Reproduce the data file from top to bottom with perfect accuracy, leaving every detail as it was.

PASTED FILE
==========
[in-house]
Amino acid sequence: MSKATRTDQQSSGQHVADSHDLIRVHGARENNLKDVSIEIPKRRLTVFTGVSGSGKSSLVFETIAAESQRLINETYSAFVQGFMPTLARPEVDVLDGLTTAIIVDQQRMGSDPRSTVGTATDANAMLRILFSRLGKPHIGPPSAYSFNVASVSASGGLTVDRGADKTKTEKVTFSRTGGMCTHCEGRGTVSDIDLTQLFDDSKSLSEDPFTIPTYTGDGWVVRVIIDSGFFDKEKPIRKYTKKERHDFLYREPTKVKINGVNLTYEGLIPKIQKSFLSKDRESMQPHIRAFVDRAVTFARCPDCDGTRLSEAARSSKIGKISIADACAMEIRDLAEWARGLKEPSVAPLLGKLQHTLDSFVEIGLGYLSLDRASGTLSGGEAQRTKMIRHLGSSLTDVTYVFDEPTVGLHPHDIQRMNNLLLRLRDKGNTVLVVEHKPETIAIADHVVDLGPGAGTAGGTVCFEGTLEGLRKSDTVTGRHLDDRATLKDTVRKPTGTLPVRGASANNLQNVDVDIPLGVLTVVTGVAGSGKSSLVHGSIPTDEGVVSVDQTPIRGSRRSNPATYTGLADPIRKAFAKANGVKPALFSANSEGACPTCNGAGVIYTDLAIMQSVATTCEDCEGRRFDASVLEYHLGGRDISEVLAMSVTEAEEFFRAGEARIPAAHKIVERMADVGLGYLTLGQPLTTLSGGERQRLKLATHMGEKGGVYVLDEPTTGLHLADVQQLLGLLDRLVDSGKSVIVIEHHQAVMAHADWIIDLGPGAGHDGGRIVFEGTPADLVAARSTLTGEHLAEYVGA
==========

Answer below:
[in-house]
Amino acid sequence: MSKATRTDQQSSGQHVADSHDLIRVHGARENNLKDVSIEIPKRRLTVFTGVSGSGKSSLVFETIAAESQRLINETYSAFVQGFMPTLARPEVDVLDGLTTAIIVDQQRMGSDPRSTVGTATDANAMLRILFSRLGKPHIGPPSAYSFNVASVSASGGLTVDRGADKTKTEKVTFSRTGGMCTHCEGRGTVSDIDLTQLFDDSKSLSEDPFTIPTYTGDGWVVRVIIDSGFFDKEKPIRKYTKKERHDFLYREPTKVKINGVNLTYEGLIPKIQKSFLSKDRESMQPHIRAFVDRAVTFARCPDCDGTRLSEAARSSKIGKISIADACAMEIRDLAEWARGLKEPSVAPLLGKLQHTLDSFVEIGLGYLSLDRASGTLSGGEAQRTKMIRHLGSSLTDVTYVFDEPTVGLHPHDIQRMNNLLLRLRDKGNTVLVVEHKPETIAIADHVVDLGPGAGTAGGTVCFEGTLEGLRKSDTVTGRHLDDRATLKDTVRKPTGTLPVRGASANNLQNVDVDIPLGVLTVVTGVAGSGKSSLVHGSIPTDEGVVSVDQTPIRGSRRSNPATYTGLADPIRKAFAKANGVKPALFSANSEGACPTCNGAGVIYTDLAIMQSVATTCEDCEGRRFDASVLEYHLGGRDISEVLAMSVTEAEEFFRAGEARIPAAHKIVERMADVGLGYLTLGQPLTTLSGGERQRLKLATHMGEKGGVYVLDEPTTGLHLADVQQLLGLLDRLVDSGKSVIVIEHHQAVMAHADWIIDLGPGAGHDGGRIVFEGTPADLVAARSTLTGEHLAEYVGA